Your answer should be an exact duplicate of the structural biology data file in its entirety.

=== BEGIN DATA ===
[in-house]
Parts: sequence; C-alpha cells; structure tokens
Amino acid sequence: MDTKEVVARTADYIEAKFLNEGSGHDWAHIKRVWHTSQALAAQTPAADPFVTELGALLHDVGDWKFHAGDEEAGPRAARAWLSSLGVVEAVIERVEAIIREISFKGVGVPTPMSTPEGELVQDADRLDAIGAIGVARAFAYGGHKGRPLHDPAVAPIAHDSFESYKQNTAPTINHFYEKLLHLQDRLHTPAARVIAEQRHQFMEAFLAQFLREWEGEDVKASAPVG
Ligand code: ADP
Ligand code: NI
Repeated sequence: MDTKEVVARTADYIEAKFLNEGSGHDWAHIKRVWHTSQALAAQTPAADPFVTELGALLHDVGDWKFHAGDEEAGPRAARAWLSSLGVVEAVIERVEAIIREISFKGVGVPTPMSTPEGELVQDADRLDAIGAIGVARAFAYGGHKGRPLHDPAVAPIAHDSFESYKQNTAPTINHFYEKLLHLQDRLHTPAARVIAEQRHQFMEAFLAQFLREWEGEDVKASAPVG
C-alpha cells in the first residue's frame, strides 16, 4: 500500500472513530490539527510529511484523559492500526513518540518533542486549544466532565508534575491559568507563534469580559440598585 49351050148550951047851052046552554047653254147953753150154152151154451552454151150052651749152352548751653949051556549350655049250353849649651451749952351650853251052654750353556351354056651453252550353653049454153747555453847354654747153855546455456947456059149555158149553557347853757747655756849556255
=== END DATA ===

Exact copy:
[in-house]
Parts: sequence; C-alpha cells; structure tokens
Amino acid sequence: MDTKEVVARTADYIEAKFLNEGSGHDWAHIKRVWHTSQALAAQTPAADPFVTELGALLHDVGDWKFHAGDEEAGPRAARAWLSSLGVVEAVIERVEAIIREISFKGVGVPTPMSTPEGELVQDADRLDAIGAIGVARAFAYGGHKGRPLHDPAVAPIAHDSFESYKQNTAPTINHFYEKLLHLQDRLHTPAARVIAEQRHQFMEAFLAQFLREWEGEDVKASAPVG
Ligand code: ADP
Ligand code: NI
Repeated sequence: MDTKEVVARTADYIEAKFLNEGSGHDWAHIKRVWHTSQALAAQTPAADPFVTELGALLHDVGDWKFHAGDEEAGPRAARAWLSSLGVVEAVIERVEAIIREISFKGVGVPTPMSTPEGELVQDADRLDAIGAIGVARAFAYGGHKGRPLHDPAVAPIAHDSFESYKQNTAPTINHFYEKLLHLQDRLHTPAARVIAEQRHQFMEAFLAQFLREWEGEDVKASAPVG
C-alpha cells in the first residue's frame, strides 16, 4: 500500500472513530490539527510529511484523559492500526513518540518533542486549544466532565508534575491559568507563534469580559440598585 49351050148550951047851052046552554047653254147953753150154152151154451552454151150052651749152352548751653949051556549350655049250353849649651451749952351650853251052654750353556351354056651453252550353653049454153747555453847354654747153855546455456947456059149555158149553557347853757747655756849556255